For many years, there was a series of ads for Trident Sugarless Gum that always followed the same pattern. First there were statements about all the wonderful things about the gum, including, “4 out of 5 dentists…” This part was completely boring, perhaps deliberately so. But at the end, there would always be a very cute kid with a sheepish expression who’d say, “Besides, it’s the only gum my mom lets me chew.”
The ad was clearly directed to the parents, not the kids, and I think it was brilliant. What it was trying to do, I’d assume, is to play on parents’ sense of responsibility. Every parent knows that sugared gum is bad for kids’ teeth. The ad subtly said, “You care about your kids and their health. Take a stand to defend your child from the evils of Juicy Fruit.”
Evidence-based reform in education needs to occupy a similar place in the culture of education. Someday, teachers need to expect each other to use proven programs, and to take it as a point of pride that they know about what works and put that knowledge to work in the classroom every day. Teachers care about their kids and their profession, and therefore they see the value of using programs known to work.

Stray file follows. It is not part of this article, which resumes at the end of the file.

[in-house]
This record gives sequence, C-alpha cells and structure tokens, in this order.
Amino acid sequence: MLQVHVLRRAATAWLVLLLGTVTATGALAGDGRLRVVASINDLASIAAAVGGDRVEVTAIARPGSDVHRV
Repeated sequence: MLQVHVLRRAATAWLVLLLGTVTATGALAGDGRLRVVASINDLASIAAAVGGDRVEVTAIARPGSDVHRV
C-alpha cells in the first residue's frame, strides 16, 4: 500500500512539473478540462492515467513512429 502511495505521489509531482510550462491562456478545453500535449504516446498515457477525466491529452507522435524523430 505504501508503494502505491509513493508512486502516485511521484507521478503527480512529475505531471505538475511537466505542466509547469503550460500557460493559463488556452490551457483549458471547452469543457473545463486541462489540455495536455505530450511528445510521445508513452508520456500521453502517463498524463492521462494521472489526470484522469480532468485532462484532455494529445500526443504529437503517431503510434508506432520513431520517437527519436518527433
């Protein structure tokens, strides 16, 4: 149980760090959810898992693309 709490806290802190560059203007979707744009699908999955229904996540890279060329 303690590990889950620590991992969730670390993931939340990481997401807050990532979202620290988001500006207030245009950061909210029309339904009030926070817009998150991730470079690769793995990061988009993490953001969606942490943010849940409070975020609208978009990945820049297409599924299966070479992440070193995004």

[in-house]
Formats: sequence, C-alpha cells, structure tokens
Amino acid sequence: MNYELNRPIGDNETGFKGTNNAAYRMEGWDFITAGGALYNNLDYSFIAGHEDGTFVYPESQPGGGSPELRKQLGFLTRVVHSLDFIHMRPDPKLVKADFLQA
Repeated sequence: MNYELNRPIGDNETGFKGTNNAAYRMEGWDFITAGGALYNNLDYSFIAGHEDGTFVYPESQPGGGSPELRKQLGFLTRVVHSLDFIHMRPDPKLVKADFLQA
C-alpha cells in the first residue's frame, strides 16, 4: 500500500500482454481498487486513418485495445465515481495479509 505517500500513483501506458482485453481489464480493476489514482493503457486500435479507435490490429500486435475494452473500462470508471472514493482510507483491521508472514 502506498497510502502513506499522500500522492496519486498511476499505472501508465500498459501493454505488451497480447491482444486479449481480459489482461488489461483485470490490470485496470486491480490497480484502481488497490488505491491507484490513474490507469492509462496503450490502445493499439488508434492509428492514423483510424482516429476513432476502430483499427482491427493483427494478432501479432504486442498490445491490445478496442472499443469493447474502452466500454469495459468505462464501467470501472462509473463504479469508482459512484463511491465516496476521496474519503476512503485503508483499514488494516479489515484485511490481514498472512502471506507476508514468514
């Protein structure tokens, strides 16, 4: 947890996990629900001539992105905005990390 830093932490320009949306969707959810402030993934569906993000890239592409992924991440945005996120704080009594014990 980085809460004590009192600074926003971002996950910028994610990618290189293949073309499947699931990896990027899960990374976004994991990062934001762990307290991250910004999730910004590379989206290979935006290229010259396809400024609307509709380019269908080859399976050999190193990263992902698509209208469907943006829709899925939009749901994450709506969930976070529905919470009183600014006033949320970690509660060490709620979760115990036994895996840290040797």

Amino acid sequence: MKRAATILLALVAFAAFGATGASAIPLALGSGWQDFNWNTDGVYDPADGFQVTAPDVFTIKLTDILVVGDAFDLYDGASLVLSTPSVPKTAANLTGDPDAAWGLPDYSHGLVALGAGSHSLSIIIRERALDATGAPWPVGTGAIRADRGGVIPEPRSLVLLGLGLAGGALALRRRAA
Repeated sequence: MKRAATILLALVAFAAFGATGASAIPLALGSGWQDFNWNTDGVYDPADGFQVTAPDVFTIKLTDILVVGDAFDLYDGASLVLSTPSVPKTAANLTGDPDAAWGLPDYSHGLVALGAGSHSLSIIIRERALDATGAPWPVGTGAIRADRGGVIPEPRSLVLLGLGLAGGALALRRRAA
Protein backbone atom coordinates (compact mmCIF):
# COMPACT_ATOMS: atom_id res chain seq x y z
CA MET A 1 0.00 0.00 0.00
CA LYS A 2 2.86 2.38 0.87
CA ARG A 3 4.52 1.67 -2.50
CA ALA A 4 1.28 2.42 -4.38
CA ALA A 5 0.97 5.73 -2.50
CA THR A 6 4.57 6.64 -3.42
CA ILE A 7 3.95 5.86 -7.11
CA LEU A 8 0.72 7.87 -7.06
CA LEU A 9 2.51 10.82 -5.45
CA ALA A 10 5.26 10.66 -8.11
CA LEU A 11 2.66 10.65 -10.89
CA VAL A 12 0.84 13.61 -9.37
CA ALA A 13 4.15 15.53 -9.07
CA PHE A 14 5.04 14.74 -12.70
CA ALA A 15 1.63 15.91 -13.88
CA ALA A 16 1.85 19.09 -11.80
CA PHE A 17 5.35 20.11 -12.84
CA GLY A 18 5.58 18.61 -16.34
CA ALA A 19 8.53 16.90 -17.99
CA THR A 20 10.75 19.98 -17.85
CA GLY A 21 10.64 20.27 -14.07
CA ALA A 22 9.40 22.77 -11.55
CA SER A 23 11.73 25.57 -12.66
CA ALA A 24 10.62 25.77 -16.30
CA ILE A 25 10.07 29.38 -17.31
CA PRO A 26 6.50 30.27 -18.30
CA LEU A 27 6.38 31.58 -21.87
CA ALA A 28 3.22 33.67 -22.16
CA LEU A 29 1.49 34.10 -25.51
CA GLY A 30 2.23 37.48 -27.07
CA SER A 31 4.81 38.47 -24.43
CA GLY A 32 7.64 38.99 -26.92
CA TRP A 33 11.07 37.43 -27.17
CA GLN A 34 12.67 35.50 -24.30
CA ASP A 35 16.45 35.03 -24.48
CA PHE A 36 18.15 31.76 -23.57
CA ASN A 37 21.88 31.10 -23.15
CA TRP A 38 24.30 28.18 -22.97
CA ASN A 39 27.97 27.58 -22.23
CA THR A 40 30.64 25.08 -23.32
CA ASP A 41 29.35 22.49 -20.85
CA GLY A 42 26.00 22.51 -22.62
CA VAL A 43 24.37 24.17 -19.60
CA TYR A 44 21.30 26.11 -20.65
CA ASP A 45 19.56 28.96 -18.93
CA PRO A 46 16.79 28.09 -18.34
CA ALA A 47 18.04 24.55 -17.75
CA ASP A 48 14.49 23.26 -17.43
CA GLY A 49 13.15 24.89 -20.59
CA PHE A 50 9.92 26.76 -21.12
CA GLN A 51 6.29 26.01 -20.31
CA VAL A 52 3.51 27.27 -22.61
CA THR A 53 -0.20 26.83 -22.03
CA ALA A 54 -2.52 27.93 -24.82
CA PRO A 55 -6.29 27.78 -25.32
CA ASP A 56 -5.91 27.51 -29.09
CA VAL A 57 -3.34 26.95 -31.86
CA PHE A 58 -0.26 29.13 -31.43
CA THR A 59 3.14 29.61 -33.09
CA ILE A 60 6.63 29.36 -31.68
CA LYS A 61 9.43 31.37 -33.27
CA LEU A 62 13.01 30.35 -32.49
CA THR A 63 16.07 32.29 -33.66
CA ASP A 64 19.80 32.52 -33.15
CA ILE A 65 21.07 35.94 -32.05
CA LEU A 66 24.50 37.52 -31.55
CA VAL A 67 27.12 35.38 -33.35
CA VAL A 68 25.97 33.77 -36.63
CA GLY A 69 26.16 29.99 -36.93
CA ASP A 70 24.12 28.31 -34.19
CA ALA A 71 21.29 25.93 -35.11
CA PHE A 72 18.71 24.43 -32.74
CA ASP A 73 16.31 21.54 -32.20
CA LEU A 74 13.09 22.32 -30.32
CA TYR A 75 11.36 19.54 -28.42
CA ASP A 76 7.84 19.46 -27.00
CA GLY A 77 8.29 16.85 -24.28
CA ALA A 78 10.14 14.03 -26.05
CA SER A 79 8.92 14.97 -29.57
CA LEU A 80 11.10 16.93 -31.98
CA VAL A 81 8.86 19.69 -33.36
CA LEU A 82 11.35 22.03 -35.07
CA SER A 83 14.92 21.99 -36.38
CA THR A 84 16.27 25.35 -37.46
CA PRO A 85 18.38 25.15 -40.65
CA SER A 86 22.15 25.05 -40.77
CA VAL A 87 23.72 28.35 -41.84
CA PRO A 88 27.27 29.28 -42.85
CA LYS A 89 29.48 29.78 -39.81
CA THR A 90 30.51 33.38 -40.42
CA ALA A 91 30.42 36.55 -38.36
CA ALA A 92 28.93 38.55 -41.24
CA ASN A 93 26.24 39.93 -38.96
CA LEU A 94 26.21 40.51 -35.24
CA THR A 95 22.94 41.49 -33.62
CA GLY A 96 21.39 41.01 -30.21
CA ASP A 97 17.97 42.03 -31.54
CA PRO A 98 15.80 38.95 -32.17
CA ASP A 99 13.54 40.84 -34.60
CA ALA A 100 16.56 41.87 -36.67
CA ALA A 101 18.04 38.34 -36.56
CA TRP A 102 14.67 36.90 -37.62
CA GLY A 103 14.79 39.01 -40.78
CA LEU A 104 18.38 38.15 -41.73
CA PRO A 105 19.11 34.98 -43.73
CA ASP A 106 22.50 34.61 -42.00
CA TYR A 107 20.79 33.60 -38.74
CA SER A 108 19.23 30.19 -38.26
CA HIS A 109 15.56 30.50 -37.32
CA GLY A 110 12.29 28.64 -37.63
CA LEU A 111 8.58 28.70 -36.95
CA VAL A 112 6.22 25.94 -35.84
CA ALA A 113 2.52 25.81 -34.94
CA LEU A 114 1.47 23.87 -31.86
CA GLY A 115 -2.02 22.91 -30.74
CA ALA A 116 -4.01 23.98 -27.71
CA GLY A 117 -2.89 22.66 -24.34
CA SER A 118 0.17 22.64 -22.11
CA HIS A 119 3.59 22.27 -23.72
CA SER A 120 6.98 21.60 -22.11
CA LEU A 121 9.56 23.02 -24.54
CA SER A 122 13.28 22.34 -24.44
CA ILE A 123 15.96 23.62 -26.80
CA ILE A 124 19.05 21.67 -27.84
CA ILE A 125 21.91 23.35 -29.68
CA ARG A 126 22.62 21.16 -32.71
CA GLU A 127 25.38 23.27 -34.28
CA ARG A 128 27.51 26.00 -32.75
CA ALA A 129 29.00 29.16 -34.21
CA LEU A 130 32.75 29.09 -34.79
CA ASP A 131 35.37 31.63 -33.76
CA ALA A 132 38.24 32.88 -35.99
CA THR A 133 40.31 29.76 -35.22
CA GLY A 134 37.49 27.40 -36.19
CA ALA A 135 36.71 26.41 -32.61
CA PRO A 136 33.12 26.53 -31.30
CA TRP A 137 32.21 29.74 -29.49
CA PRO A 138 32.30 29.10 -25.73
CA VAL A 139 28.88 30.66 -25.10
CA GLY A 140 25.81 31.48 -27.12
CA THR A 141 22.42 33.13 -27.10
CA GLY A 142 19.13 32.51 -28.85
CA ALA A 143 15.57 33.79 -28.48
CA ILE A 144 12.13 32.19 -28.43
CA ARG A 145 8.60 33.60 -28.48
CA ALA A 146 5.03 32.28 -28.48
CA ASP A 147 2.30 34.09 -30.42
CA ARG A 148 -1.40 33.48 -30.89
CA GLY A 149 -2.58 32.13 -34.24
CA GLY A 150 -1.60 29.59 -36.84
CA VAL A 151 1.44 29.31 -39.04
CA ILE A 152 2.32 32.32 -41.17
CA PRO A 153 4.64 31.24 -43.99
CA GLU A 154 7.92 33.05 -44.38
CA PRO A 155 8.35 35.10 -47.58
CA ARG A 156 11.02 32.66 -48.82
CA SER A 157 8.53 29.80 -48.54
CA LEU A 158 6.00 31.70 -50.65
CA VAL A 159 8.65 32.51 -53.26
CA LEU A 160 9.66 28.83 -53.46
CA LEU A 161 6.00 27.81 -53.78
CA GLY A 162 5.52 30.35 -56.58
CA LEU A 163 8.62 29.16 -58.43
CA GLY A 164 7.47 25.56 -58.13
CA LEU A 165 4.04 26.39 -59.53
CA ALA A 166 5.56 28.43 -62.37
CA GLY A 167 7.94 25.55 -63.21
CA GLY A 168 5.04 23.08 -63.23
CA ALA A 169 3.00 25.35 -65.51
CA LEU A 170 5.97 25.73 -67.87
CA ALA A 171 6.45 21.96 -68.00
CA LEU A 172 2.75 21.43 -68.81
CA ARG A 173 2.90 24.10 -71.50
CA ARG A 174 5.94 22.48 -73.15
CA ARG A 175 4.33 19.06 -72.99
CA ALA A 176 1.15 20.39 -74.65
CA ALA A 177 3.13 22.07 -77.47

Government can play a role in establishing such a norm. For example, government agencies can provide preference points on competitive grants to schools that commit to using proven programs. They can establish criteria for levels of evidence required for a program to be considered proven, and disseminate information about those programs. They can support developers and researchers in creating, evaluating, and disseminating proven programs, as Investing in Innovation currently does. All of these strategies, and more, could help educators learn about and use proven programs to accomplish their goals, and this in turn could build a sense of professionalism, an optimism in the profession that solutions are readily available.
By putting a child’s face and parents’ love and care in front of the statistics, Trident made a place for sugarless gum in the marketplace. In the same way, proven programs have to become desirable to educators for all the right reasons — not just the effect sizes, but kids who are successful and excited about learning.